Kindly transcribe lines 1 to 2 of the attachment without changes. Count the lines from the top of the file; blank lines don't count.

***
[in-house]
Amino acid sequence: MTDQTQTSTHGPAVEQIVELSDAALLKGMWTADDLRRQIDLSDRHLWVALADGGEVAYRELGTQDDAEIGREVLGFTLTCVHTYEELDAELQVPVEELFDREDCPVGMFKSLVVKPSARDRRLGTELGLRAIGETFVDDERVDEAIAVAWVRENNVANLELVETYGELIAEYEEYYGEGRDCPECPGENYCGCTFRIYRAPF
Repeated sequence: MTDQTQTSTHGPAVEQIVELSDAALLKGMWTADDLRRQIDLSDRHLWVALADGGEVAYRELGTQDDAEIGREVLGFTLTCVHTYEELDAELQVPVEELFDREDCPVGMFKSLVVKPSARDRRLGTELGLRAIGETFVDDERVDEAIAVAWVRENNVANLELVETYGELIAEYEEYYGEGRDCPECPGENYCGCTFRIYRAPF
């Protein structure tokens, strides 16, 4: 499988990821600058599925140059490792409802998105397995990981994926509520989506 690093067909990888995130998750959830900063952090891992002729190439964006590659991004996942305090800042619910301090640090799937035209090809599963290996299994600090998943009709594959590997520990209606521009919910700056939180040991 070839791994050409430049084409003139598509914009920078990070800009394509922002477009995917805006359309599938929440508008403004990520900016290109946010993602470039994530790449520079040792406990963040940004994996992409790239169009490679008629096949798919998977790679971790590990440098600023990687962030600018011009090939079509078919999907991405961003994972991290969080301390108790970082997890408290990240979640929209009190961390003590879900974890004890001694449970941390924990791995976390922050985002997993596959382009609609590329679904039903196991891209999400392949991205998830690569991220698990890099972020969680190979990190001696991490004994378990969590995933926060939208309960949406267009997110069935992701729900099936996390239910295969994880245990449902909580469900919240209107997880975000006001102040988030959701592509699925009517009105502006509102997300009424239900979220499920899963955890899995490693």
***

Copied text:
[in-house]
Amino acid sequence: MTDQTQTSTHGPAVEQIVELSDAALLKGMWTADDLRRQIDLSDRHLWVALADGGEVAYRELGTQDDAEIGREVLGFTLTCVHTYEELDAELQVPVEELFDREDCPVGMFKSLVVKPSARDRRLGTELGLRAIGETFVDDERVDEAIAVAWVRENNVANLELVETYGELIAEYEEYYGEGRDCPECPGENYCGCTFRIYRAPF